Obama Defends US Involvement in Libya Conflict

Posted June 29th, 2011 at 1:55 pm (UTC-5)
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President Obama has defended U.S. involvement in Libya, saying a lot of the “fuss” U.S. lawmakers have made about the mission is political.

At a news conference Wednesday, Mr. Obama repeated his administration's view that his decision to intervene in Libya did not violate the 1973 War Powers Resolution. The law gives U.S. presidents 60 days to secure congressional authorization to engage in hostilities abroad, and an additional 30 days to withdraw forces if no authorization is granted. The Libya mission crossed the 90-day threshold earlier this month.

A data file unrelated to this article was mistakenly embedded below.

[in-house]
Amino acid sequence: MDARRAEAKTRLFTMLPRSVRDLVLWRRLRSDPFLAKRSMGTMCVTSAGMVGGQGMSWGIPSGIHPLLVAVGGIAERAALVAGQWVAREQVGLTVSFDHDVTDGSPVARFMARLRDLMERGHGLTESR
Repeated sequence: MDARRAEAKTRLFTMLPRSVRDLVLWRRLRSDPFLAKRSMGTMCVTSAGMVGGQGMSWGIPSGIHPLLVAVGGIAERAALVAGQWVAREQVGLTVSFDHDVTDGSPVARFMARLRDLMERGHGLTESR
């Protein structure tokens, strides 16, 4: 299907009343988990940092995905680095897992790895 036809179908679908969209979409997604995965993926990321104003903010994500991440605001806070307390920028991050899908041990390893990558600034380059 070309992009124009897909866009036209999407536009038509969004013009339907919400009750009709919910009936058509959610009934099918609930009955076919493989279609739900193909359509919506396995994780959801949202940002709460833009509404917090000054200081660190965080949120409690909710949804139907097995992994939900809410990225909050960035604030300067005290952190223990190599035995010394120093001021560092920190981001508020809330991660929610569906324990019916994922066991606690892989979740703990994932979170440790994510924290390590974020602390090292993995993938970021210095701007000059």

President Obama has said U.S. participation in the NATO-led campaign against Libyan leader Moammar Gadhafi does not constitute “hostilities” and therefore, does not require congressional approval. He said Wednesday that the operation is limited in time and scope, and said there have been no U.S. causalities and no risk of additional escalation.

Mr. Obama said the international operation in Libya has protected thousands of people in the North African country, and said “the noose is tightening” around Mr. Gadhafi. He reiterated his stance that the Libyan leader needs to step down to ensure the safety of Libyans.

On Tuesday, the Senate Foreign Relations Committee approved a resolution authorizing limited U.S. participation in the NATO-led military campaign over Libya for one year.

The measure, introduced by Democratic Senator John Kerry and Republican Senator John McCain, prevents the use of American ground troops in the conflict and also specifies that the U.S. will not invest in reconstruction.

The House of Representatives rejected the measure last week.